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Forty Years with Birds and Dogs 

Efficiency Wins The Future

In his book Anasazi America, David E. Stuart illustrates the point that energy efficiency in a society trumps power and growth, when it comes to surviving for the long term. The implications for our current addiction to overproduction are ominous.

I don't mean to subtract from the importance of this idea for our future, but I think a few thoughts from the Hen House might be interesting to consider. 1) Chickens are very efficient nibblers. They can spend all day roaming around the yard, pecking at this and that--it's hard to tell what--and coming home to roost perfectly satisfied, leaving their dish of high-tech lay pellets untouched. 2) On the other hand, I wonder how geese persisted in the evolutionary race for so long. They pump grass and lay pellets through their innards, leaving it largely untouched by nature's digestive tricks--a highly inefficient process. In spite of this, Lucy is not lacking any fat these days. 3) My daughter's parrots, however, manage to shred the nastiest nut or piece of fruit and waste half of it, dropping it on the catch tray beneath their perch, dismissing it as so much non-food.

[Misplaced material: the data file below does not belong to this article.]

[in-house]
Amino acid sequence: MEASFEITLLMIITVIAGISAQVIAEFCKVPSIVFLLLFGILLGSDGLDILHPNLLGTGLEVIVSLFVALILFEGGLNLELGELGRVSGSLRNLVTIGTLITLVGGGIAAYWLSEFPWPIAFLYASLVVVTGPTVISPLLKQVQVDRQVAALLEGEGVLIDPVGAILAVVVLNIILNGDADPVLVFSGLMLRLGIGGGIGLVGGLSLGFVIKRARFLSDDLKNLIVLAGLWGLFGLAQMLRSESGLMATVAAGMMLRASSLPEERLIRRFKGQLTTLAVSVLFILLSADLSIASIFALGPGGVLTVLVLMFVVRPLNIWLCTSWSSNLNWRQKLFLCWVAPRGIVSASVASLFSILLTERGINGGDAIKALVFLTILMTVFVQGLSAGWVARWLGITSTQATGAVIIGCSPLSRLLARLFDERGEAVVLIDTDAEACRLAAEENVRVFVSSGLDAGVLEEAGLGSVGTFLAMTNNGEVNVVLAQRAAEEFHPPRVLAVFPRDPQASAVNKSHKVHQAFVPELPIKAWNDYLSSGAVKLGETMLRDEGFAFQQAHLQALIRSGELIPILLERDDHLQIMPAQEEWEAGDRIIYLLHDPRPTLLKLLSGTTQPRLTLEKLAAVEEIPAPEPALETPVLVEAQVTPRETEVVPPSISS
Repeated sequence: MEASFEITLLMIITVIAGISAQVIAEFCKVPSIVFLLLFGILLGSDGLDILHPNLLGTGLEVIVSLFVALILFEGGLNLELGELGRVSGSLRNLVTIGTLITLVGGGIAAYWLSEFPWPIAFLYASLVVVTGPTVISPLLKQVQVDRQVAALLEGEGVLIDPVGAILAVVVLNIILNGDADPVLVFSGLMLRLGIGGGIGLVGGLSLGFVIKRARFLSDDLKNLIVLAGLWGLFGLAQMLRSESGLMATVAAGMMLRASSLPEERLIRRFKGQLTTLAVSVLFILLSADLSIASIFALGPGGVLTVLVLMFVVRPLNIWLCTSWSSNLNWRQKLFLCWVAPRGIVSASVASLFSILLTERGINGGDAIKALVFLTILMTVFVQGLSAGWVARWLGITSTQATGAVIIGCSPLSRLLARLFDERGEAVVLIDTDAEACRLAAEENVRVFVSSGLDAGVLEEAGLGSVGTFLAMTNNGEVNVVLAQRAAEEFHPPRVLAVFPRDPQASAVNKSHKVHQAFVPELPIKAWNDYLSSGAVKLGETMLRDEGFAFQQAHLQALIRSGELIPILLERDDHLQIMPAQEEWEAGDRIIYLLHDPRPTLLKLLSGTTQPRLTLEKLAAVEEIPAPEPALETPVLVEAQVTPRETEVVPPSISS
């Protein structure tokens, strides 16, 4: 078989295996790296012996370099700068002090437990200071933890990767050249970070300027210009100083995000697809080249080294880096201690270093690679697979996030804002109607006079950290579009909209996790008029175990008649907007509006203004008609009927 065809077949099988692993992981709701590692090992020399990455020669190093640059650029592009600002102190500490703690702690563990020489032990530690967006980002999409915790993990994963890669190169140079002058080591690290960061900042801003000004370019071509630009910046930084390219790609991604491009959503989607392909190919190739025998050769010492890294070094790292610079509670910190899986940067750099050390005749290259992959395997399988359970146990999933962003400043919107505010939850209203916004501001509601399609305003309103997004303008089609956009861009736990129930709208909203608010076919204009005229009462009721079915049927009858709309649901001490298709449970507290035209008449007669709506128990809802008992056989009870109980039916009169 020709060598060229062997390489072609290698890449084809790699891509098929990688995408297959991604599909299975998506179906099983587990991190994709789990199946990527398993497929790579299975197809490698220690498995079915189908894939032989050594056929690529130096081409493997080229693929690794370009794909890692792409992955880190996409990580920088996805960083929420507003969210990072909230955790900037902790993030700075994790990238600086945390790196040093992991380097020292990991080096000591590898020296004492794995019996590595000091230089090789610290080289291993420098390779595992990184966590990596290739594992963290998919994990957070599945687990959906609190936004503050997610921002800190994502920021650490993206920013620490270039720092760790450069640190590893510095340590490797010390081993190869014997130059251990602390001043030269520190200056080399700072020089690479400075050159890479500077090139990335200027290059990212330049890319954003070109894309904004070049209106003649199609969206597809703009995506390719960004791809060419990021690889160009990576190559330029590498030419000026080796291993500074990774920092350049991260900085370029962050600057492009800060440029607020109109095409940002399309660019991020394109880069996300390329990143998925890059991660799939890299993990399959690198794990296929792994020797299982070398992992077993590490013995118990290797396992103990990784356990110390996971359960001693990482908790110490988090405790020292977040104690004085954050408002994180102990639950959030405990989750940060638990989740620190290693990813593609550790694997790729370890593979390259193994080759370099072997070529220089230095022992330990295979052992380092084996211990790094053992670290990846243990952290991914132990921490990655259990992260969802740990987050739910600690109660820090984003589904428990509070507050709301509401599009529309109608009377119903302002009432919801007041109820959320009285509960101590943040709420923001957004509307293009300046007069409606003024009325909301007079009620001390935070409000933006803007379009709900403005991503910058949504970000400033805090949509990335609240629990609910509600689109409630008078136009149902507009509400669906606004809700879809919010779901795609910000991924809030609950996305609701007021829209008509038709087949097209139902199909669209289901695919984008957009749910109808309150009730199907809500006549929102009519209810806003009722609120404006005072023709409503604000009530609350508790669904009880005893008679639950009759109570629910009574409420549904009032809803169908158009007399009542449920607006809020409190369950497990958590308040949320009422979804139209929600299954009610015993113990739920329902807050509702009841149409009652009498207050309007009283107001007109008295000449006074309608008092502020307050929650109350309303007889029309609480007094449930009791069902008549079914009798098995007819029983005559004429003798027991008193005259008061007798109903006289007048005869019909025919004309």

Makes me think of all the food-trimming that goes on in grocery stores or the food overproduced and rotting in unsold heaps or the food uneaten on our plates collecting in garbage dumps. A friend once collected all the energy bars that were being tossed away after a bike race somewhere. It's time to be more efficient than that. The lesson from complex systems is clear--things self-organize around the operating principle. Inefficient things don't last long in geological time.

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